A Bristol councillor has launched an eviscerating attack on the Labour group after quitting the party earlier this month.
Councillor Jo Sergeant’s claims, which allege there is a culture of “fear and bullying” within the party, and make particular reference to elected mayor Marvin Rees and Bristol Labour Group leader Margaret Hickman, have been dismissed as a “personal vendetta” by the mayor’s office.
Her attack comes two months before local elections and just before a full council vote tonight (16 March) on whether to hold a referendum on the elected mayoral model next year.
Now representing Avonmouth and Lawrence Weston as an independent, Cllr Sergeant quit the Labour group after voting in February against its intention to freeze council rents, a controversial issue which split the group in the weeks before it was passed by full council as part of next year’s budget.
Her resignation statement released on Friday night (12 March) describes the Labour party as being “focused on power for power’s sake and beset with a culture of fear and bullying”.
Cllr Sergeant said the Bristol Labour Group is dominated by Mr Rees and Cllr Hickman who “through their allies…control the agenda and restrict opportunity for debate on issues they do not wish to be discussed”.
Making public accusations which a small handful of Labour councillors have expressed privately, Cllr Sergeant said Mr Rees sees local councillors as an “annoying inconvenience” and has “no respect” for any members other than those Labour individuals in his “inner circle”.
She said he set up the City Office and One City Boards as an “alternative council” to make policy in a way that “circumvents democratic process”.
Cllr Sergeant’s comments drew both criticism and support from other Labour councillors on social media. Rebel backbencher Nicola Bowden-Jones, who also voted against the council rent freeze and was the only Labour member to vote against next year’s budget on 23 February, said she was “proud” of her “courageous” colleague for going public.
“I support everything you have said, and respect how difficult a decision this has been for you,” Cllr Bowden-Jones said.
Lockleaze Cllr Gill Kirk, who is not seeking re-election in May, said: “All I see here is a concerted effort to bring down a Labour administration. Very sad.”
A spokesman for Mr Rees said: “The mayor and cabinet are completely focused on keeping Bristolians safe and protecting their jobs.
“Our energy is going into the city’s Covid response and recovery – not being spent on rebutting people’s personal vendettas.”
Neither Cllr Hickman nor the regional Labour group, which also came in for criticism from Cllr Sergeant for imposing its choice of local election candidates, responded to a request for comment.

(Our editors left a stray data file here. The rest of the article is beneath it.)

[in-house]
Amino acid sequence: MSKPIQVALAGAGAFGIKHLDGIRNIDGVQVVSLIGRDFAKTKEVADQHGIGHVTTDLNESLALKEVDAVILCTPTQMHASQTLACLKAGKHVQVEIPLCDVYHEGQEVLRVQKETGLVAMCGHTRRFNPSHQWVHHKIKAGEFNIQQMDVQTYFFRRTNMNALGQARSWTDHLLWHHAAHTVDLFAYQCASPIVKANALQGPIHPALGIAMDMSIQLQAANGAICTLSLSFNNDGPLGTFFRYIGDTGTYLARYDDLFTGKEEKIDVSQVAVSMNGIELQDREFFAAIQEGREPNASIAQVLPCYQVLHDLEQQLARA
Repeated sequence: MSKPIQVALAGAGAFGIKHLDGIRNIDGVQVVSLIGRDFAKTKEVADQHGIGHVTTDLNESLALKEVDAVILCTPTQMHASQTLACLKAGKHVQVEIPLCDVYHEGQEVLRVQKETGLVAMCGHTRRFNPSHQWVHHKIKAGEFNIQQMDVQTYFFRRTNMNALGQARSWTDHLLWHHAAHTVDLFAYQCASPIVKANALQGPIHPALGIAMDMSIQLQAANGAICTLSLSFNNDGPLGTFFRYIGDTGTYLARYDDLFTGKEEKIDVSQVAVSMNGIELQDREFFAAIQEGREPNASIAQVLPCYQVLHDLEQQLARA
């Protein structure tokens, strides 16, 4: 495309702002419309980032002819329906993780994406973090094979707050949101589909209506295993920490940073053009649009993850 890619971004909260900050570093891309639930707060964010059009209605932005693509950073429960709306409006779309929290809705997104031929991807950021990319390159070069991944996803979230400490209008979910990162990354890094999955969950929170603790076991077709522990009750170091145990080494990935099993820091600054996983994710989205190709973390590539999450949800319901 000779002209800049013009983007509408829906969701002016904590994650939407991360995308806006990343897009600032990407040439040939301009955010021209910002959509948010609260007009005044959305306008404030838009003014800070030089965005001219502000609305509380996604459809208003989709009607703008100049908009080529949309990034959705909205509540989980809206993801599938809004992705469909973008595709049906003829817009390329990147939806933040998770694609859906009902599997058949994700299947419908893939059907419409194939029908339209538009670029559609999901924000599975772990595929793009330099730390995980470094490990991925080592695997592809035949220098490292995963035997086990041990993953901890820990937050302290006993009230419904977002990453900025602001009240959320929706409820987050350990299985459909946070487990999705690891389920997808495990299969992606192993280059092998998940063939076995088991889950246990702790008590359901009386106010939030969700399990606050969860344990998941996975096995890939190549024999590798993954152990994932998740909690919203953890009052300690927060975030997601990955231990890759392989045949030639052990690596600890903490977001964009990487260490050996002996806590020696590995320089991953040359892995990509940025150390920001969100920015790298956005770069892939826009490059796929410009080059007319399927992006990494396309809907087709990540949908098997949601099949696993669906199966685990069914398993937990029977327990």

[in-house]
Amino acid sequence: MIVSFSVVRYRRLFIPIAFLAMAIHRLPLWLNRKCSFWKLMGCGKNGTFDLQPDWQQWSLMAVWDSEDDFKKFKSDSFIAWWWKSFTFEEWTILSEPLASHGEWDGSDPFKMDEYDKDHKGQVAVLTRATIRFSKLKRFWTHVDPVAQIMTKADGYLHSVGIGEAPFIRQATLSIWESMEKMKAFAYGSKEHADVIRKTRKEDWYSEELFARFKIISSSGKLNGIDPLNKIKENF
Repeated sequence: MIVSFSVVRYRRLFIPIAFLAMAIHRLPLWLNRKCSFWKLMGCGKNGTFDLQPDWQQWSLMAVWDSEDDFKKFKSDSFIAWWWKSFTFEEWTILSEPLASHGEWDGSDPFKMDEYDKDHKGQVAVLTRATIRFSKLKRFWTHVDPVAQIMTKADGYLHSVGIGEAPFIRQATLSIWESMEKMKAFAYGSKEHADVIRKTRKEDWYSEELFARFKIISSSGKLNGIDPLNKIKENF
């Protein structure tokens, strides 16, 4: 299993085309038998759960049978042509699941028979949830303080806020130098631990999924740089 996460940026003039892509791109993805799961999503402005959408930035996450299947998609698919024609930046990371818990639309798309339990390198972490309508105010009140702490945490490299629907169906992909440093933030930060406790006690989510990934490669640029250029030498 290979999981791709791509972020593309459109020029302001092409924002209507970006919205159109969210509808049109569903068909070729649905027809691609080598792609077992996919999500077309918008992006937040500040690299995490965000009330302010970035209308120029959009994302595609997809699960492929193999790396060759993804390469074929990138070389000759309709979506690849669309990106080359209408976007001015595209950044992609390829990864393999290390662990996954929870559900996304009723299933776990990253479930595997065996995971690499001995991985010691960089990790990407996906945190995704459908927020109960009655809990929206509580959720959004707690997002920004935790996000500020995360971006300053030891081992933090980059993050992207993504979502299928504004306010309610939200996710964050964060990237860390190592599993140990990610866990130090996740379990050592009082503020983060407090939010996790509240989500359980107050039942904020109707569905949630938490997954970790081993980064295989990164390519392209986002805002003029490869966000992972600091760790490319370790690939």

Cllr Sergeant, who has said she is “considering her options” ahead of May’s elections, is an opponent of the elected mayoral model, which she believes puts too much power in the hands of one person. She voted against it in the referendum of 2012 which led to the city getting its first directly elected mayor, George Ferguson, who was also criticised for exercising too much power.
However, Cllr Sergeant said she will not vote tonight in favour of a motion to hold a referendum in 2022 on whether the role should be kept or scrapped.
She said the referendum would allow voters to choose only between keeping the mayoral system in 2024 or reverting to a leader and cabinet model of governance, which “still encouraged party-political bickering over constructive policy making [and] still left most Bristolians’ elected representatives with very limited involvement”.
Cllr Sergeant, who is an opponent of Keir Starmer’s leadership of the party, said she would be campaigning instead for a “committee system” which “enables true democracy and accountability”.
The motion from the Liberal Democrat group is unlikely to pass when councillors vote on it tonight.
Following Cllr Sergeant’s departure, the Labour group including Mr Rees numbers 34, which is equal to the total number of opposition councillors.
Cllr Sergeant is the fourth councillor to leave the group since March last year, when Eastville representative Sultan Khan defected to the Liberal Democrats saying he was tired of “infighting” within the party. Harriet Bradley quit her Brislington West seat in July 2020 over ill health, after being suspended from the Labour Party while it investigated a controversial social media post referring to “the right kind of Jews”. Former cabinet member for housing Paul Smith stepped down in September after being appointed chief executive of Elim Housing Group.
However, Labour is not the only political group on the council to lose members since the 2016 local elections.
The Conservatives lost Brislington East councillor Tony Carey to the Liberal Democrats in September 2019, and Green member for Clifton Down Clive Stevens stood down due to ill health in January of this year.
A number of councillors have announced their intention not to reseek re-election in May having been required to serve another year after last year’s local elections were postponed because of the coronavirus pandemic.